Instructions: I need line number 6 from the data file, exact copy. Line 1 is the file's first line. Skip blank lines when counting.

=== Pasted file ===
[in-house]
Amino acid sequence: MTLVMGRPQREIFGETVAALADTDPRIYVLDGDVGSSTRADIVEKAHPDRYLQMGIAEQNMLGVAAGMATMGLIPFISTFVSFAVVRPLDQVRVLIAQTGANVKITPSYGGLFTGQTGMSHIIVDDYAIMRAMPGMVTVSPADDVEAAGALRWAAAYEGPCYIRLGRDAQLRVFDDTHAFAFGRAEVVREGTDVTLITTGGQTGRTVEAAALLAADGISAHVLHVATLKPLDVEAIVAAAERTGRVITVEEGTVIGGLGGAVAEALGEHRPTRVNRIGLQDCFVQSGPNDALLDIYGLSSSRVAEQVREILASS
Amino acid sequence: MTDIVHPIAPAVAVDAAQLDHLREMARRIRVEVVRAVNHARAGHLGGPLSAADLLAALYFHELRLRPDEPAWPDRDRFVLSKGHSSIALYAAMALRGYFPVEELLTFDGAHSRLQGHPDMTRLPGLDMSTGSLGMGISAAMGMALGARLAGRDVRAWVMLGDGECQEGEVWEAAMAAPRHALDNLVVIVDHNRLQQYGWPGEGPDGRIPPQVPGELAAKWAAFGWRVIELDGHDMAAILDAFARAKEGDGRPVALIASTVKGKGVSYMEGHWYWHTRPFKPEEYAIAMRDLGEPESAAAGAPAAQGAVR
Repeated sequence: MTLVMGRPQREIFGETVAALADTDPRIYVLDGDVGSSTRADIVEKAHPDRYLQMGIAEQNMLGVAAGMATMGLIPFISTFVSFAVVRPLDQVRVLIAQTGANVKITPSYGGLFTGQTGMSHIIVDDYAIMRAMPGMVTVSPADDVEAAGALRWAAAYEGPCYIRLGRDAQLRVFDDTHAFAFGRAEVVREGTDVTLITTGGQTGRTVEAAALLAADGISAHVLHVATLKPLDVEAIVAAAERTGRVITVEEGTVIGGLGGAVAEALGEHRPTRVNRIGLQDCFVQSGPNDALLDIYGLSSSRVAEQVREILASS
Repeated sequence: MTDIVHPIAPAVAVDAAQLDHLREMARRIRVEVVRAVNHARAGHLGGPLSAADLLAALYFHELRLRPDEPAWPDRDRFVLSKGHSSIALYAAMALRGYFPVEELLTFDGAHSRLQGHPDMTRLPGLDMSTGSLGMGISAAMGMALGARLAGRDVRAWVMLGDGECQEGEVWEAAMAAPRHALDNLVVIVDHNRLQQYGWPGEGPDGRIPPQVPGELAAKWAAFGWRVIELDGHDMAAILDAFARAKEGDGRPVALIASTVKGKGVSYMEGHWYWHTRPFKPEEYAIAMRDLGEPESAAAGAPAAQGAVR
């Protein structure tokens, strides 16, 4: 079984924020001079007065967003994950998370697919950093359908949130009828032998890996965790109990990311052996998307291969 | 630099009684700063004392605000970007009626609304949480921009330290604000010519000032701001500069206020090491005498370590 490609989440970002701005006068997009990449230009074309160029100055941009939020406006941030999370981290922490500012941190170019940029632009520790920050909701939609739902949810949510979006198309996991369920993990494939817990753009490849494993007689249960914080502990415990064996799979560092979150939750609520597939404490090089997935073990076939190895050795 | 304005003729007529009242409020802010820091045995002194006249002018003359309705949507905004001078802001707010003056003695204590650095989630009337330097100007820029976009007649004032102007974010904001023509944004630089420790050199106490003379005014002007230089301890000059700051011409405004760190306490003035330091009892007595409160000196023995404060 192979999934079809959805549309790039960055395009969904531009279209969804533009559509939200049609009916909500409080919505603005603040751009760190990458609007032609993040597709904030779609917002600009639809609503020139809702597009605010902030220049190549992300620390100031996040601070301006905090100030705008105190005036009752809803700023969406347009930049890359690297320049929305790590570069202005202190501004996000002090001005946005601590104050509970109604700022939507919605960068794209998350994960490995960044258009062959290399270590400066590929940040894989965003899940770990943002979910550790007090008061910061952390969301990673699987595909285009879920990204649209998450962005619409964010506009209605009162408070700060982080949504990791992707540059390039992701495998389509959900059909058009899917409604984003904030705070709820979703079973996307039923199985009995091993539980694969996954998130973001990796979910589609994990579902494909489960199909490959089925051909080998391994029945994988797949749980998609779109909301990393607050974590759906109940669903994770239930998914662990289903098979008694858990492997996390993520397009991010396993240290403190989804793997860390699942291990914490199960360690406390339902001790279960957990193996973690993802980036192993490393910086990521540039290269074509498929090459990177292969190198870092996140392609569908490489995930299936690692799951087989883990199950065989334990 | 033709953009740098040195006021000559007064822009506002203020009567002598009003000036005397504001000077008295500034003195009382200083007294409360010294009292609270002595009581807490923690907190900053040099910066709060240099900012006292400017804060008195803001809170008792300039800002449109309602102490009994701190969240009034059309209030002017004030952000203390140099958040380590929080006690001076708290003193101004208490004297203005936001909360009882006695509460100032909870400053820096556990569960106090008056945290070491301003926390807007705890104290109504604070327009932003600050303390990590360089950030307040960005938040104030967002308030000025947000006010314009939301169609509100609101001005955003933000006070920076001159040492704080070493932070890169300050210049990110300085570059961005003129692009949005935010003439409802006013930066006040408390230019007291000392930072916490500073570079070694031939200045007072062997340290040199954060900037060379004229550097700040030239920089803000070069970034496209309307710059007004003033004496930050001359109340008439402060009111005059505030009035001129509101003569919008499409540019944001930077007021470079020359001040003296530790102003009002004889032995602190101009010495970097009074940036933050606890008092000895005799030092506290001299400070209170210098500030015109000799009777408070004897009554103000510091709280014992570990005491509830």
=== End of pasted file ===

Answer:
């Protein structure tokens, strides 16, 4: 079984924020001079007065967003994950998370697919950093359908949130009828032998890996965790109990990311052996998307291969 | 630099009684700063004392605000970007009626609304949480921009330290604000010519000032701001500069206020090491005498370590 490609989440970002701005006068997009990449230009074309160029100055941009939020406006941030999370981290922490500012941190170019940029632009520790920050909701939609739902949810949510979006198309996991369920993990494939817990753009490849494993007689249960914080502990415990064996799979560092979150939750609520597939404490090089997935073990076939190895050795 | 304005003729007529009242409020802010820091045995002194006249002018003359309705949507905004001078802001707010003056003695204590650095989630009337330097100007820029976009007649004032102007974010904001023509944004630089420790050199106490003379005014002007230089301890000059700051011409405004760190306490003035330091009892007595409160000196023995404060 192979999934079809959805549309790039960055395009969904531009279209969804533009559509939200049609009916909500409080919505603005603040751009760190990458609007032609993040597709904030779609917002600009639809609503020139809702597009605010902030220049190549992300620390100031996040601070301006905090100030705008105190005036009752809803700023969406347009930049890359690297320049929305790590570069202005202190501004996000002090001005946005601590104050509970109604700022939507919605960068794209998350994960490995960044258009062959290399270590400066590929940040894989965003899940770990943002979910550790007090008061910061952390969301990673699987595909285009879920990204649209998450962005619409964010506009209605009162408070700060982080949504990791992707540059390039992701495998389509959900059909058009899917409604984003904030705070709820979703079973996307039923199985009995091993539980694969996954998130973001990796979910589609994990579902494909489960199909490959089925051909080998391994029945994988797949749980998609779109909301990393607050974590759906109940669903994770239930998914662990289903098979008694858990492997996390993520397009991010396993240290403190989804793997860390699942291990914490199960360690406390339902001790279960957990193996973690993802980036192993490393910086990521540039290269074509498929090459990177292969190198870092996140392609569908490489995930299936690692799951087989883990199950065989334990 | 033709953009740098040195006021000559007064822009506002203020009567002598009003000036005397504001000077008295500034003195009382200083007294409360010294009292609270002595009581807490923690907190900053040099910066709060240099900012006292400017804060008195803001809170008792300039800002449109309602102490009994701190969240009034059309209030002017004030952000203390140099958040380590929080006690001076708290003193101004208490004297203005936001909360009882006695509460100032909870400053820096556990569960106090008056945290070491301003926390807007705890104290109504604070327009932003600050303390990590360089950030307040960005938040104030967002308030000025947000006010314009939301169609509100609101001005955003933000006070920076001159040492704080070493932070890169300050210049990110300085570059961005003129692009949005935010003439409802006013930066006040408390230019007291000392930072916490500073570079070694031939200045007072062997340290040199954060900037060379004229550097700040030239920089803000070069970034496209309307710059007004003033004496930050001359109340008439402060009111005059505030009035001129509101003569919008499409540019944001930077007021470079020359001040003296530790102003009002004889032995602190101009010495970097009074940036933050606890008092000895005799030092506290001299400070209170210098500030015109000799009777408070004897009554103000510091709280014992570990005491509830």